3.5. Documents from sponsor

All available resources are provided by client with basic information to help the start of the project. The study of these will provide support by supplying information on currently existing measuring tools and external influences. The documents are as follows:

 

· Bull, S.J., Albinson, J.G. & Shambrook, C.J.(1996) The mental game plan. Mental Skills Questionnaire – Results Easturne, East Sussex: Sports Dynamics

 

· Council of Europe 1983, Testing Physical Fitness Eurofit Experimental Battery Provisional Handbook, Strasburg, Republished on the Internet by www.bitworks-engineering.co.uk March 2011, accessed 22 October 2015

· Kalmár, Z, Nagykáldi, C, Balazsi, R, Munkácsi, I, Soós, I, Toth, L, & Hamar, P 2014, 'Comparative Analysis Of The Results Of Performance Strategies Tests Between British And Hungarian Female Gymnasts', Cognitie, Creier, Comportament / Cognition, Brain, Behavior, 18, 4, pp. 335-347, Academic Search Index, EBSCOhost, viewed 22 October 2015.

 

· Smith R.E, Scultz, R.W., Smoll, F.L., & Ptacek, J.T. (1995) Development and validation of a multidimensional measure of sport-specific psychological skills: Survey of Athletic Experiences The Athletic Coping Skills Inventory-28. Journal of Sport and Exercise Psychology, 17(3), 379-398.

3.6. Summary

All of these methods and resources prove the project's viability, which could have multiple uses for a sport-related application. These include: immediate access to results; sport events available immediately online; support of fitness fans; and many more. The study also mentions the role of using social relations, but points out the risk of personal relationships suffering. This study details all background work, how the research was carried out. All information is accurate and extremely detailed, and it is therefore essential this study is considered when creating this project.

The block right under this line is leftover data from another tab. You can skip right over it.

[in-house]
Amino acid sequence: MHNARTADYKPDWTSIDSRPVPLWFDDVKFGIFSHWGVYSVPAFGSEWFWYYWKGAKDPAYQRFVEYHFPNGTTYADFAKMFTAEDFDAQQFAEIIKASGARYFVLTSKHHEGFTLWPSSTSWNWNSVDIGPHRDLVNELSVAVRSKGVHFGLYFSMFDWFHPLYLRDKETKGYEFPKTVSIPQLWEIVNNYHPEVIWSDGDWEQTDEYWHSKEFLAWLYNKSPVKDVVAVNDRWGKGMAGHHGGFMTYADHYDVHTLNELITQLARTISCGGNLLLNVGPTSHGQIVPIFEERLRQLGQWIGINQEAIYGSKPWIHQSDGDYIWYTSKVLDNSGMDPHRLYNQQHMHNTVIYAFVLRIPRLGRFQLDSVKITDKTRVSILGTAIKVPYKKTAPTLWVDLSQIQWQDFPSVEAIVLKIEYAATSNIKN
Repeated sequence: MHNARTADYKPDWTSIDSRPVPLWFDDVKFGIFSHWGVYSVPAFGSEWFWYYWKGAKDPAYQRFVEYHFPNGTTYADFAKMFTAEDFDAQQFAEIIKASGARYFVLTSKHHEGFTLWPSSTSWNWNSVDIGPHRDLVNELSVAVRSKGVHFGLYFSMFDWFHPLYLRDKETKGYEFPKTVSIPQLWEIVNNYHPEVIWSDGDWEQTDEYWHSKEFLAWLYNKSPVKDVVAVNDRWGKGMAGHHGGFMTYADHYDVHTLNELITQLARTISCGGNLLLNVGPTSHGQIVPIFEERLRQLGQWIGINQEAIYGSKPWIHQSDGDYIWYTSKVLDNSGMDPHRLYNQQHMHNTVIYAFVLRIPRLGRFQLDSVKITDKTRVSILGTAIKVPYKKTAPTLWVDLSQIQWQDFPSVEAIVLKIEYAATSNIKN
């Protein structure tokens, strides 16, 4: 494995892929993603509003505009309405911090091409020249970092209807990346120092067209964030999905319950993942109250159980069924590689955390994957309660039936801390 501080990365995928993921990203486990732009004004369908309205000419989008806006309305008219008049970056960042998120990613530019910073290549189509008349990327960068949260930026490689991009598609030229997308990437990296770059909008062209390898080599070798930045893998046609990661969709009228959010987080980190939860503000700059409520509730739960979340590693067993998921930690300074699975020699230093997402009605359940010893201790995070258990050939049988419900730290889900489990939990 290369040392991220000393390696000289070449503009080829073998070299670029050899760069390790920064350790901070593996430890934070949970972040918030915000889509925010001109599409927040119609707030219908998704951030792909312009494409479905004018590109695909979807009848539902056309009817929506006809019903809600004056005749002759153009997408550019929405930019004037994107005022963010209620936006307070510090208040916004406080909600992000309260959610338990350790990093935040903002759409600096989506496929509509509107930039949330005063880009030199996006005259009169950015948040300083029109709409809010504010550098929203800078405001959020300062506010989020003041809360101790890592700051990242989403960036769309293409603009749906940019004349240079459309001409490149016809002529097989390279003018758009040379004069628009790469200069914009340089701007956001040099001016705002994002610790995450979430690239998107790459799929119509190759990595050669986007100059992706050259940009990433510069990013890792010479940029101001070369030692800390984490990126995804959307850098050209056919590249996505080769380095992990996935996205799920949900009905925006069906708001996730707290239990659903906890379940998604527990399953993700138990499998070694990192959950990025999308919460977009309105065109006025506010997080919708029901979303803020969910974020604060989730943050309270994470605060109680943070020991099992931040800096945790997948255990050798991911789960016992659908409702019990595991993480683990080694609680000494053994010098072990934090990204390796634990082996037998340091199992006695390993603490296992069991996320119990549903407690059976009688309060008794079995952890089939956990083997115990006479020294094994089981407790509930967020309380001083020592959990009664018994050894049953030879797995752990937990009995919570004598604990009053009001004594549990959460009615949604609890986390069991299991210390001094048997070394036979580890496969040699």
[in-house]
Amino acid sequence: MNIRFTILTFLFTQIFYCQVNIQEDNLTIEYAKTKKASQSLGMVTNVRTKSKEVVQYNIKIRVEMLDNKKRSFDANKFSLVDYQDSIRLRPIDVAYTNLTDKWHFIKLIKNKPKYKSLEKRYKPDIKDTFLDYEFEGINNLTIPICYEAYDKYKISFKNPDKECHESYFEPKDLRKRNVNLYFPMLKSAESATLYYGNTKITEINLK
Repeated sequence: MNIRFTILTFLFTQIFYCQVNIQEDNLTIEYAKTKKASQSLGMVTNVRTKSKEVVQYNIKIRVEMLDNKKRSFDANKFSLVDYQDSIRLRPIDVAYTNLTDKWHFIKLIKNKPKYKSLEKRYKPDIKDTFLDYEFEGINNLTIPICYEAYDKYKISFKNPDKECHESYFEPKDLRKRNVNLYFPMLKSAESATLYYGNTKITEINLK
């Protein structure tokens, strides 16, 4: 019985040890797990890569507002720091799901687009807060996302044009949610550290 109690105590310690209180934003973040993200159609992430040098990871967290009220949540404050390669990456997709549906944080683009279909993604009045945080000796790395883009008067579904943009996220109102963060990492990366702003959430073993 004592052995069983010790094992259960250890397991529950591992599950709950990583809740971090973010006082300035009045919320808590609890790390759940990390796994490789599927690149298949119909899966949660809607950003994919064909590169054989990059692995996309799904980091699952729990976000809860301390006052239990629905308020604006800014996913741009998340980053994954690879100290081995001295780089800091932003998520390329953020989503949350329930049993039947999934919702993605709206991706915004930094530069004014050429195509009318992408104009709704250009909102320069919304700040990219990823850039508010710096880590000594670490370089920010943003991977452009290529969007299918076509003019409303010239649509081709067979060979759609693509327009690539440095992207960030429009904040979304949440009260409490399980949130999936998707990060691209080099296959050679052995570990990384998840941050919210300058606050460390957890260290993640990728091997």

3.7. References

Chi E, H, Borriello, G, Hunt, G, Daviel, N, 2005 ‘Pervasive Computing in Sports Technologies’, Published by the IEEE CS and IEEE ComSoc, pp 22-25, PERVASIVE computing, viewed 16 October 2015

Crook, J. (2012). Apple’s app store hits 30 billion downloaded apps, paid out $5 billion to developers. Retrieved from http://techcrunch.com/2012/06/11/apples-app-store-hits-30-billion-downloaded-apps-paid-out-5-billion-to-developers/ , viewed 22 October 2015.

Hynes, G, O'Grady, M, & O'Hare, G 2013, 'Towards Accessible Technologies for Coaching', International Journal Of Sports Science & Coaching , 8, 1, pp. 105-114, SPORTDiscus with Full Text, EBSCOhost, viewed 16 October 2015

Kang, S, Ha, J, & Hambrick, M 2015, 'A Mixed-Method Approach to Exploring the Motives of Sport-Related Mobile Applications Among College Students', Journal Of Sport Management, 29, 3, pp. 272-290, SPORTDiscus with Full Text, EBSCOhost, viewed 16 October 2015.